school guide
assistive technologies

Meet the Parents

Gary and Sarah Rogers

Gary and Sarah Rogers

Gary and Sarah Rogers

Gary is an engineering services manager and Sarah is a life coach

Age of parents:
39 and 37

Child’s name:

6 years

Is this your only child? Yes we have a daughter, her name is Calla (8)! A beautiful fiery red head!

Diagnosis of child:
Down Syndrome

What are the biggest challenges facing your child on a daily basis?
That is a great question! It varies. At a broader level it is all about inclusion, making sure that Oliver has the same opportunities as our daughter. We are so grateful to be a part of a community that loves him for who he is. Our community embraces our journey, supports and loves us and encourages him in his love of music (an eclectic mix of worship and Taylor Swift!) food, and imaginative play. The daily challenges for Oliver are more around his expressive communication. One of his biggest struggles is motor planning, so he struggles to verbalise his needs and desires. He has an incredible speech therapist who works with him to assist and we work with him daily at home to increase his ability. We have come such a long way, but I can definitely see when he is frustrated because he cannot communicate as effectively as his sister.

What are the happiest moments you have with your child on a daily basis?
It ranges from cuddles first thing in the morning; those sleepy cuddles are the absolute best; to laughing and singing on the way to school, to watching him grow in ability and independence (although that last one is a little hard for me, because it seems to be happening so quickly)! There is a myth that people with Down Syndrome are always happy (which is definitely not true – come and visit when I turn 'How to train your dragon off'). The way that Oliver engages with life; his joy and how he reads people and situations is absolutely incredible.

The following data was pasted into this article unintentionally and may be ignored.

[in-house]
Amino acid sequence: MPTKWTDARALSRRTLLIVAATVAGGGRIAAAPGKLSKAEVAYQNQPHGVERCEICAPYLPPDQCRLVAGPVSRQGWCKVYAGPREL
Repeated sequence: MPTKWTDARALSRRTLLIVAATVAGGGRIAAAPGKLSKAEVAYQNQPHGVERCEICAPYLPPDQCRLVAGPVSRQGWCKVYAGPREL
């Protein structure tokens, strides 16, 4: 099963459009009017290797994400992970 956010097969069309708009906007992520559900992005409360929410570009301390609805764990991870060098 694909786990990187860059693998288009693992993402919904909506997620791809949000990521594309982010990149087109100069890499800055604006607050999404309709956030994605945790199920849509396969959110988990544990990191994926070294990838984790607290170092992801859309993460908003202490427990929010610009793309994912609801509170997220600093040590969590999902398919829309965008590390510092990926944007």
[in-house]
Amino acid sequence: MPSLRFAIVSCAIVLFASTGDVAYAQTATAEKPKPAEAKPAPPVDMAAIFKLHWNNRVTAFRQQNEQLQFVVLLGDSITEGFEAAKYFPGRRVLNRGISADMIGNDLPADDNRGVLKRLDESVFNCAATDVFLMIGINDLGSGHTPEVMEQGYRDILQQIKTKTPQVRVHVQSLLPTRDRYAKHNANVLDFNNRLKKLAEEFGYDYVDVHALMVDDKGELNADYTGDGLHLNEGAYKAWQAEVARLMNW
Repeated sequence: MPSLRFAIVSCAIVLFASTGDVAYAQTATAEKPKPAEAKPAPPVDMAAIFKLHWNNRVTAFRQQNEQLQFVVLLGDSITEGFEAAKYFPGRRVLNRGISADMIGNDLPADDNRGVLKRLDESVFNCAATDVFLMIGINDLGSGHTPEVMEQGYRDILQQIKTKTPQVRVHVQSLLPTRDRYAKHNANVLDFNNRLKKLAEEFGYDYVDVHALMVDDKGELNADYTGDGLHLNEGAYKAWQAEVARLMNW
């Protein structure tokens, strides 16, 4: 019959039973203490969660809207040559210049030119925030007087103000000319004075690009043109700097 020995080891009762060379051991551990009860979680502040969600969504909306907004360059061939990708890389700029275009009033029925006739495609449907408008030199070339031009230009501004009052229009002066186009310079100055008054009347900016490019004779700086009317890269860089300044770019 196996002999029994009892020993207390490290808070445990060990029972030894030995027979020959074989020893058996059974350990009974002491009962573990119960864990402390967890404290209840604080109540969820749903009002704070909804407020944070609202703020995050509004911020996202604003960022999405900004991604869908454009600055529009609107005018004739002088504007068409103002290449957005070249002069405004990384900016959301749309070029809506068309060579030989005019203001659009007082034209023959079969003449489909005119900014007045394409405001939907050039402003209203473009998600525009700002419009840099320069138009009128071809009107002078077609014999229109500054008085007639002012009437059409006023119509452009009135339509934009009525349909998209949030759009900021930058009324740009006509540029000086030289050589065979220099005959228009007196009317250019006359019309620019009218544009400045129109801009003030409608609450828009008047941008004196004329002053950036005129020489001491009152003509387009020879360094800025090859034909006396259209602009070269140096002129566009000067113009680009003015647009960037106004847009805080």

Are you a single parent or married? I am married to an amazing man!

Has your special needs child had an effect on your marriage?
If anything it has made us stronger. The uncertainty at the beginning of our journey, I think had the potential to put a strain on our relationship. We intentionally make time for each other, make time for ourselves and make time to spend one on one time with each of the kids. What has really been the catalyst to a great marriage is very clear communication of where we are at. If there is something we are struggling with we get it out in the open. That allows the other partner to pick up the slack and take control. We hold space for each other, we co-parent with equal responsibility. I travel a lot for my work and my husband is incredible. By no means do we get it right all the time, but we do try really hard to prioritise our marriage.

What has your child taught you about yourself, both positively and negatively?
Wow, another great question! For me personally, Oliver’s birth reminded me of my intent and my purpose of making an impact on the world. I ended up, for many years in a corporate job, which was amazing, but I didn’t feel grounded or that I was making the impact I wanted, I was seeking. Once Ollie was born I had a moment where I thought to myself it was now or never. So I left corporate to open my own life coaching practice. Over the past 6 years I have learned many incredible lessons. We can choose to step into our plans and purposes or we can choose to stay in our comfort zones.